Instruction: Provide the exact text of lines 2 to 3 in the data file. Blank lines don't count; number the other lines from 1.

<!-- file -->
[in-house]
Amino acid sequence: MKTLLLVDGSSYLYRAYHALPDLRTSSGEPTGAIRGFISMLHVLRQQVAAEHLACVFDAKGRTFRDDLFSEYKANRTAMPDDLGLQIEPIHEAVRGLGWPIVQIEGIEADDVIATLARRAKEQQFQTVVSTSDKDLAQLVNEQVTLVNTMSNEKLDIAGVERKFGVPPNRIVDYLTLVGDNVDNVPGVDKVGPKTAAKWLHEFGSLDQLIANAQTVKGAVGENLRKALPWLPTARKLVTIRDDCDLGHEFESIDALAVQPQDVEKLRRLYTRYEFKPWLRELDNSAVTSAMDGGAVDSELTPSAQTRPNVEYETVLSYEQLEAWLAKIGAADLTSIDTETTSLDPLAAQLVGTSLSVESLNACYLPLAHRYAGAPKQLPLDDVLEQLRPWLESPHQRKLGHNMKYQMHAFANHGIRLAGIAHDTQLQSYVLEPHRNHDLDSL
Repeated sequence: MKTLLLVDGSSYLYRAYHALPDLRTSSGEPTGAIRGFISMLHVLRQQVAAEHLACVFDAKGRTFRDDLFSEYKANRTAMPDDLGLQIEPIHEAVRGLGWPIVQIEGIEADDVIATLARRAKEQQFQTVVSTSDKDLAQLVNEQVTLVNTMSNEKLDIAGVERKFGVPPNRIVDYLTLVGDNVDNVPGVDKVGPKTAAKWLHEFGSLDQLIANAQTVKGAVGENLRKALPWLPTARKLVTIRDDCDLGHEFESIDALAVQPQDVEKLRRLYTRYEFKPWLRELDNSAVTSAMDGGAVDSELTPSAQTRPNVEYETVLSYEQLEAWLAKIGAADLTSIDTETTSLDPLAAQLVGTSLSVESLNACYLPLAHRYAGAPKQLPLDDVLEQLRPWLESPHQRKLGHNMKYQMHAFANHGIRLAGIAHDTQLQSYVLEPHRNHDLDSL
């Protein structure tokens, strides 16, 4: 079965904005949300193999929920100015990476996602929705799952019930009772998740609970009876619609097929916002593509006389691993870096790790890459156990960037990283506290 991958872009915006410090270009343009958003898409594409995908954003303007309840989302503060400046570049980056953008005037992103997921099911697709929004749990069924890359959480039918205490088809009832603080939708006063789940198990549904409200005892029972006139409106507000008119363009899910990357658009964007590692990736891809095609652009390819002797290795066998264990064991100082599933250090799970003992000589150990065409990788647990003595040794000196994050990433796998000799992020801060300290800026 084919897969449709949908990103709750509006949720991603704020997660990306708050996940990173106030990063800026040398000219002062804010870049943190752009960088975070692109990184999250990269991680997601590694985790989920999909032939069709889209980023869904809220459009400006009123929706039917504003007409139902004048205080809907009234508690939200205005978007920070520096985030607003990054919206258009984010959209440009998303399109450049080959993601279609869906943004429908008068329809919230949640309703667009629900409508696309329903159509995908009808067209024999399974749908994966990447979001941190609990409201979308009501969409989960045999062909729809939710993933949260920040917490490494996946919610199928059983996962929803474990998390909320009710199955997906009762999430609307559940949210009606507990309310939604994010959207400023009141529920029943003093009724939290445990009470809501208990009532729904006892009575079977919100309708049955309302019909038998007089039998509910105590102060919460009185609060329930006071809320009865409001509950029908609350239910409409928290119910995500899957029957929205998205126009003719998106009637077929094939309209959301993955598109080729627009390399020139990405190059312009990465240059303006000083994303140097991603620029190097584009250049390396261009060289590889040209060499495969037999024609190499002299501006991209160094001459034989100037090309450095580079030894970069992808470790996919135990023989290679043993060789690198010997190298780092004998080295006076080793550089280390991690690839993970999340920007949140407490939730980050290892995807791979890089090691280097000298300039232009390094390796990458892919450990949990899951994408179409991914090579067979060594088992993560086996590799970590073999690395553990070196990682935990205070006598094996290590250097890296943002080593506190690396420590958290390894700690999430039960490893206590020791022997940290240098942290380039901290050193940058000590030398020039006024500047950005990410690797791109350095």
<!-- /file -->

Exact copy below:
Amino acid sequence: MKTLLLVDGSSYLYRAYHALPDLRTSSGEPTGAIRGFISMLHVLRQQVAAEHLACVFDAKGRTFRDDLFSEYKANRTAMPDDLGLQIEPIHEAVRGLGWPIVQIEGIEADDVIATLARRAKEQQFQTVVSTSDKDLAQLVNEQVTLVNTMSNEKLDIAGVERKFGVPPNRIVDYLTLVGDNVDNVPGVDKVGPKTAAKWLHEFGSLDQLIANAQTVKGAVGENLRKALPWLPTARKLVTIRDDCDLGHEFESIDALAVQPQDVEKLRRLYTRYEFKPWLRELDNSAVTSAMDGGAVDSELTPSAQTRPNVEYETVLSYEQLEAWLAKIGAADLTSIDTETTSLDPLAAQLVGTSLSVESLNACYLPLAHRYAGAPKQLPLDDVLEQLRPWLESPHQRKLGHNMKYQMHAFANHGIRLAGIAHDTQLQSYVLEPHRNHDLDSL
Repeated sequence: MKTLLLVDGSSYLYRAYHALPDLRTSSGEPTGAIRGFISMLHVLRQQVAAEHLACVFDAKGRTFRDDLFSEYKANRTAMPDDLGLQIEPIHEAVRGLGWPIVQIEGIEADDVIATLARRAKEQQFQTVVSTSDKDLAQLVNEQVTLVNTMSNEKLDIAGVERKFGVPPNRIVDYLTLVGDNVDNVPGVDKVGPKTAAKWLHEFGSLDQLIANAQTVKGAVGENLRKALPWLPTARKLVTIRDDCDLGHEFESIDALAVQPQDVEKLRRLYTRYEFKPWLRELDNSAVTSAMDGGAVDSELTPSAQTRPNVEYETVLSYEQLEAWLAKIGAADLTSIDTETTSLDPLAAQLVGTSLSVESLNACYLPLAHRYAGAPKQLPLDDVLEQLRPWLESPHQRKLGHNMKYQMHAFANHGIRLAGIAHDTQLQSYVLEPHRNHDLDSL